Premium Beauty News : You’re trying to demonstrate that, contrarily to preconceived ideas, luxury and sustainable development are not entirely opposed.
Karen Young: Exactly. Indeed, everything seems to oppose these two concepts. By definition, luxury is something beyond necessity; eventually it’s about what is superfluous. The term also includes notions such as exclusivity and high quality. It’s an emotional concept, and very individualistic. The exact contrary of what ideas such as environment conservation or ecology do cover.
Nevertheless, it would be quite unrealistic to get rid of the luxury industry. Worldwide sales in this sector have merely tripled within four years and luxury goods count for 3% of total sales in the US.
At the same time, Americans generate hundreds of millions of tons of wastes every day (the double than their parents). For example, in 2007, Americans have used around 20 billion plastic bottles. They spend something like 40 billion dollars a year, just to transport, burn and recycle these wastes.
Premium Beauty News : Such figures make us shiver, but what about luxury?
Karen Young: It clearly appears that companies operating in the luxury segment will have to struggle stronger than many others in order to find their place in a world where natural resources must be preserved. So far, we have to admit that, with few exceptions, they are lagging behind. They are not really keen to recognize their specific responsibility and to seize positive opportunities now available to them.
Frankly speaking, it is urgent for these companies to propose a new definition of what luxury is, in a world where individuals increasingly share the values linked to sustainable development.
Today, those who buy luxury products want that their preferred luxury brands also bear their own expectations towards a better world; that’s not only true in developed countries, the same phenomenon is also visible in emerging countries such as India, China, Russia or Brazil.
Premium Beauty News : Why the luxury industry should act as a key player in the move to sustainability?
Karen Young: For the only reason that this industry is the mirror of our society and must be exemplary. Its sales have never been so high, its margins are impressive and its impact on consumers is based on emotion. This industry get everything needed to build a new vision of what luxury is, based on authenticity and the respect of the environment.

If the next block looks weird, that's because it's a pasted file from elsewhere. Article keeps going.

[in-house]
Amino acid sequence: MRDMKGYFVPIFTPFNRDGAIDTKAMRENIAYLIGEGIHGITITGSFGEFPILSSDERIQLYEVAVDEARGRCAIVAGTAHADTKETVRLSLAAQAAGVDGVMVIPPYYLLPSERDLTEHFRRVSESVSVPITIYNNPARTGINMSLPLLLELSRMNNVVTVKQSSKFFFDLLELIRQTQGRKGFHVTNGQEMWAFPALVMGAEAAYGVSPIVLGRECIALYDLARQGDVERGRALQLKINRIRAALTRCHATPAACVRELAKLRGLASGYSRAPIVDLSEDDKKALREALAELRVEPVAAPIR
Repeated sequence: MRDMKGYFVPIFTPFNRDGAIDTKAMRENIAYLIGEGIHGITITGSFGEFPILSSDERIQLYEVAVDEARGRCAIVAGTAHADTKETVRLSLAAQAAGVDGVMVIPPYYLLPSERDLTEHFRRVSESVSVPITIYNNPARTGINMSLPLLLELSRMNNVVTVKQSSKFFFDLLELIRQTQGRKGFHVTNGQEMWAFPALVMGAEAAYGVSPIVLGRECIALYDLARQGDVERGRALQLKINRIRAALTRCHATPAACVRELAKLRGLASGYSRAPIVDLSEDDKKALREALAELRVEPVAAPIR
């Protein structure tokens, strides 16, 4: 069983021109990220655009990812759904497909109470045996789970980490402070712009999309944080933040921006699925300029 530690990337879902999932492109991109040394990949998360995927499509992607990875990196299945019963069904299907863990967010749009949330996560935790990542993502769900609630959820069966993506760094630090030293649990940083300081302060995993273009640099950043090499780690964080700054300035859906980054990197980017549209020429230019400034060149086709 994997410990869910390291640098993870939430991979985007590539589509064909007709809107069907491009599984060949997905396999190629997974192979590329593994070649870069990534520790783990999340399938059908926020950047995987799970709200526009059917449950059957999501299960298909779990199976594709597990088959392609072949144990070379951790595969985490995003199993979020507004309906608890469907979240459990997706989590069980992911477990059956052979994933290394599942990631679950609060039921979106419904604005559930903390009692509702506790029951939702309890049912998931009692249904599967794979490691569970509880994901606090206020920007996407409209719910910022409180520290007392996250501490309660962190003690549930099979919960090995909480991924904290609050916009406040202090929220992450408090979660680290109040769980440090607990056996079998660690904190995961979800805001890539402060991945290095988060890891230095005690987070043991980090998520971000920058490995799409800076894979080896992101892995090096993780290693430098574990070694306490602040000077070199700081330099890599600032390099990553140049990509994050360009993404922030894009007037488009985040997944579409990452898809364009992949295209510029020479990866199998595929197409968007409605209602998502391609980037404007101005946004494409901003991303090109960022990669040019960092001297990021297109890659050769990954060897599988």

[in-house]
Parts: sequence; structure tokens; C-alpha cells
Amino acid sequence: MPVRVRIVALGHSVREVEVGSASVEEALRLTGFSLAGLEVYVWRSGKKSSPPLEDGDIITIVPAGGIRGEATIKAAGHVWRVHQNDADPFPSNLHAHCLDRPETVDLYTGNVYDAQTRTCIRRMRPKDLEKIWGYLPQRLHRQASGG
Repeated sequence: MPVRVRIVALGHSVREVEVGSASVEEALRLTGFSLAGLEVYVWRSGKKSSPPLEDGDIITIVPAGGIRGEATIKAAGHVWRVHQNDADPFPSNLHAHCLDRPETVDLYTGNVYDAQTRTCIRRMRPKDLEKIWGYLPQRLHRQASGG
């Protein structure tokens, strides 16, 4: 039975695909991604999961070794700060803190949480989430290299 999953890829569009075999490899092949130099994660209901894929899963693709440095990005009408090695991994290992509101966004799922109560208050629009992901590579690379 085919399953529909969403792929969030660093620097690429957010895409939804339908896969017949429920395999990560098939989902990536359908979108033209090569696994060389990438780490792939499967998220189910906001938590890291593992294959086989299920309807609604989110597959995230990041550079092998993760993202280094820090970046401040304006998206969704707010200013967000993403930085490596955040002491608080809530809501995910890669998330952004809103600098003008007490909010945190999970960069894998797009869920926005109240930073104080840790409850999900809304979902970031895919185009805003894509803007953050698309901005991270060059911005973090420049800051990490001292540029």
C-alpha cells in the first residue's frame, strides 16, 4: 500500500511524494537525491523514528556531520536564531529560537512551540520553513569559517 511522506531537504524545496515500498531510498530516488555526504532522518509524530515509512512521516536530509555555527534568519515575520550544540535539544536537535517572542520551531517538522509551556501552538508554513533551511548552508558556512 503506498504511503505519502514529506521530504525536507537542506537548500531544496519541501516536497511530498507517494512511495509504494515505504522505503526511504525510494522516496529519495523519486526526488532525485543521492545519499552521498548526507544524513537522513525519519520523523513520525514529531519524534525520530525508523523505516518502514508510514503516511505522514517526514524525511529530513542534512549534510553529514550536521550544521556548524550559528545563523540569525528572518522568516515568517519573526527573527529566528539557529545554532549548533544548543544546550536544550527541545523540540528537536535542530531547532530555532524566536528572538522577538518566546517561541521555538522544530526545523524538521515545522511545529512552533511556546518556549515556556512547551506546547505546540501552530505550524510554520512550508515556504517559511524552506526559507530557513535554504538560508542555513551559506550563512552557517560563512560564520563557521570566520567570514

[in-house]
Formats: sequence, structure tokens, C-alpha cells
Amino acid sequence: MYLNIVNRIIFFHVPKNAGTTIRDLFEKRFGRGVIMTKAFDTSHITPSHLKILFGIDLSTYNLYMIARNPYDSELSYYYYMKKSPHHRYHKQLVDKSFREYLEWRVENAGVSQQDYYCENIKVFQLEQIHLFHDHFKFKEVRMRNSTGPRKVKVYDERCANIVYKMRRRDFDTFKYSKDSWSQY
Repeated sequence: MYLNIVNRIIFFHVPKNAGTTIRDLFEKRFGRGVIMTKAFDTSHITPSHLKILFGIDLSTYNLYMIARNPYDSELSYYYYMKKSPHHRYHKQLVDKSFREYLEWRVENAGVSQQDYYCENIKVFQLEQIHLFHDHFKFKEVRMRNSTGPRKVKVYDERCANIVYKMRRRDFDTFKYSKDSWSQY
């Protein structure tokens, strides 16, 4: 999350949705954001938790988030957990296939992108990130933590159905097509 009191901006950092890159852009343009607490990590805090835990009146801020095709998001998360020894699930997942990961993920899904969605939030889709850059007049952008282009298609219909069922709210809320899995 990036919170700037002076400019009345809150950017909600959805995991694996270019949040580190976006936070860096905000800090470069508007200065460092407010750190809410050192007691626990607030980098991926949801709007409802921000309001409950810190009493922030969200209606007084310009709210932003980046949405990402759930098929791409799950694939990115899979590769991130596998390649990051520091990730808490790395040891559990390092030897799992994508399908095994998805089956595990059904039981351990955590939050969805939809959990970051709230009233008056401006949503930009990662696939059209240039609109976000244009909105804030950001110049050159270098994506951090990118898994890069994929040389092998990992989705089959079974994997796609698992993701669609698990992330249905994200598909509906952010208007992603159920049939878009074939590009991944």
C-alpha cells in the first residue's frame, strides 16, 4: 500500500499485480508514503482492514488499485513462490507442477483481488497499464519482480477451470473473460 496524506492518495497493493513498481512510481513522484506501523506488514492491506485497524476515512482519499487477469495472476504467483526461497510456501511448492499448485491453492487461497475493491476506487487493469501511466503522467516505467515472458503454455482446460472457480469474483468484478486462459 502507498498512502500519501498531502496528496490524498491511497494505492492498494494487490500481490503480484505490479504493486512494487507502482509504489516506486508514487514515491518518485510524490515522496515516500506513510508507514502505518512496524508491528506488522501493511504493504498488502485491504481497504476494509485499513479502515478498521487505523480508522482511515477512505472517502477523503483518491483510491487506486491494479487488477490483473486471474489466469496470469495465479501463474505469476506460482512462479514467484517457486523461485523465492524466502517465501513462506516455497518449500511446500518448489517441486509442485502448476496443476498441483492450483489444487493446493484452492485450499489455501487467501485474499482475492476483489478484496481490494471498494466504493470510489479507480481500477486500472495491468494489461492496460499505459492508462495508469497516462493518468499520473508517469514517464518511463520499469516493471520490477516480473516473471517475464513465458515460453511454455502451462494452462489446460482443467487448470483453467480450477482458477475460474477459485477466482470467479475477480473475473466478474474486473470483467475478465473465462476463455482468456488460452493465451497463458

So, what can the luxury industry do? To better understand the meaning of branding and the expectations of consumers. As far as the environment is concerned it means: correct its own faults, reduce the footprint of luxury consumption through the use of eco-friendly materials and components, accept that the luxury industry has specific responsibilities and innovate.
It is important, also, to think about wastes at the very beginning of the design of a new product. Same thing about not using toxic materials. We need to adapt a famous sentence and to reword it as such: “The expression of beauty can pass through an object in relation to its meaning and not only to its appearance.”
Premium Beauty News : Do you mean that the luxury industry is absent from the environmental battlefield?
Karen Young: Just look at the communication or at the concerns of companies in this sector… As far as environmental responsibility is involved, the world’s ten biggest luxury companies are poor performers.
When you pay a visit to twelve important websites in the sector, you realize that apart from Tiffany and LVMH, none of them discuss the issue of sustainable development.
The John Hardy jewellery company is one the few makers of luxury good to pro-actively communicate on this issue, so as fashion designer Linda Loudermilk. French group LVMH is also a good illustration of what can be done in this field.
However, sustainable development is very important for beauty and luxury industries and is shifting as a key factor of success. And the luxury industry also has the power to contribute to the evolution of the concept. This is why Donna Karan’s definition of luxury has changed. “Luxury is no longer limited to what we give to ourselves, but can extended to what we give to others,” she said.
A real environmental awareness is growing within the industry. I like to quote Graydon Carter’s remark about this new era. According to the Editor-in-chief of Vanity Fair: “For the new generation, luxury brands that will not take environmental issues into consideration will loose most of their appeal. Modern brands must address these questions. Ignore them would be old-fashioned and would equal a return to the previous century."